Public school enrollment in the U.S. has risen sharply since the early 1990s, with Hispanic students accounting for about two-thirds of the increase. The growth has triggered a surge in new school construction, but two-thirds of the new facilities are not serving Hispanic students.
White evangelical Protestants have become the most important part of the Republican Party's electoral base, making up nearly one-in-four of those who identify with the GOP and vote for its candidates. This analysis examines the current state of evangelical support for the GOP, in light of the approaching 2006 elections.
This Pew Hispanic Center statistical profile provides a detailed look at the foreign-born population in the United States.
With a foreign-born population of over 35 million, who are these immigrants and what do we know about them?
The U.S. population will reach 300 million some time this month. This fact sheet presents an analysis, by race/ethnicity and nativity, of the 100 million people who were added to the population since 1966-67. In addition, the fact sheet breaks down the U.S. population, again by race/ethnicity and nativity, when it was 200 million and at the 300 million mark.
Unlike the past three mid-term election campaigns, Democrats are more enthusiastic than Republicans about voting this year.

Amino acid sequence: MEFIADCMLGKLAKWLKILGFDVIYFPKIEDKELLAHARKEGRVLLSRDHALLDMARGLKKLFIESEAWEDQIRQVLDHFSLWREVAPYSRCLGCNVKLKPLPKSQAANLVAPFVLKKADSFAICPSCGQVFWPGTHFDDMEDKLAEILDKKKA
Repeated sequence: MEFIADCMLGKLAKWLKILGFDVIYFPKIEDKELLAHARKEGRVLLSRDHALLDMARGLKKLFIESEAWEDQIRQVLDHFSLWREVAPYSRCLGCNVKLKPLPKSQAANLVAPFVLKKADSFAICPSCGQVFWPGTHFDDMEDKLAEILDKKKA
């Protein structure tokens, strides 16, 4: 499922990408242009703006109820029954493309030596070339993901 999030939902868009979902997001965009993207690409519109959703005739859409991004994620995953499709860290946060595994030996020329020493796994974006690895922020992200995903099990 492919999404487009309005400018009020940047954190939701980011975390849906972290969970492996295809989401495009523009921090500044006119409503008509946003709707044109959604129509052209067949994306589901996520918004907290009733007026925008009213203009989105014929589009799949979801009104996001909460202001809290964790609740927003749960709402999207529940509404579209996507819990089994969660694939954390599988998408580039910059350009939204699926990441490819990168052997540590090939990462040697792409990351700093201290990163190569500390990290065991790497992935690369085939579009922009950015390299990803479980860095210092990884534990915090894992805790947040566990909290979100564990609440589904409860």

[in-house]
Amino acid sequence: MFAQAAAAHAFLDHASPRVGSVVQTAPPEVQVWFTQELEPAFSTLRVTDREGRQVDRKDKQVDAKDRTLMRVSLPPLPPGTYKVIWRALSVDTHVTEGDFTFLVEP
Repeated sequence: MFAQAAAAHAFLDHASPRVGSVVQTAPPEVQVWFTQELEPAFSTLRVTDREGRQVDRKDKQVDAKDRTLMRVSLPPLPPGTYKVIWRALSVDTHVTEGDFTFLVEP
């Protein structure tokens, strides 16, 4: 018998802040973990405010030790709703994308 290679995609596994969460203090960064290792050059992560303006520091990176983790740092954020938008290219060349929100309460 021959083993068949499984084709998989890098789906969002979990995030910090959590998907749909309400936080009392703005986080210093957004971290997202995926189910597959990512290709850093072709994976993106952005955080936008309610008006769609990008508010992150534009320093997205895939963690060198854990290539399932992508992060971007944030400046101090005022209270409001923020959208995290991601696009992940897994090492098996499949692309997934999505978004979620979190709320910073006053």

In recent years, evangelicals have helped to put conservatives at the helm of U.S. foreign policy, while focusing their energies on a few issues including support for Israel and promotion of religious freedom abroad. Now, they are showing interest in global warming and other issues traditionally seen as liberal.
Pope Benedict XVI is scheduled to visit Turkey on Nov. 28-30, a trip that has already attracted exceptionally close attention because of the pope's use of an inflammatory 14th-century quote about Islam during a September speech in Regensburg, Germany. Pew Forum Senior Editor Robert Ruby examines the issues and challenges in interviews with George Weigel, an expert on Catholicism, and John Esposito, a scholar of Islam.
About one-third of Democratic voters now describe themselves as liberal, an increase since 2000, when just one-in-four Democrats self-identified with the "L-word." Meantime, some 41% of Democrats now call themselves moderate and 23% say they are conservatives.
Ceremonies at Harvard honor scientists who discovered why woodpeckers don't get headaches, why people dislike the sound of fingernails scraping on a blackboard and how many photos are needed to ensure that no one in the picture has their eyes closed. Plus declining teacher quality and the latest research into shop-a-holics.
This Pew Internet report provides a short history and description of the catch-all Internet buzzword "Web 2.0" and examines the Web applications it describes.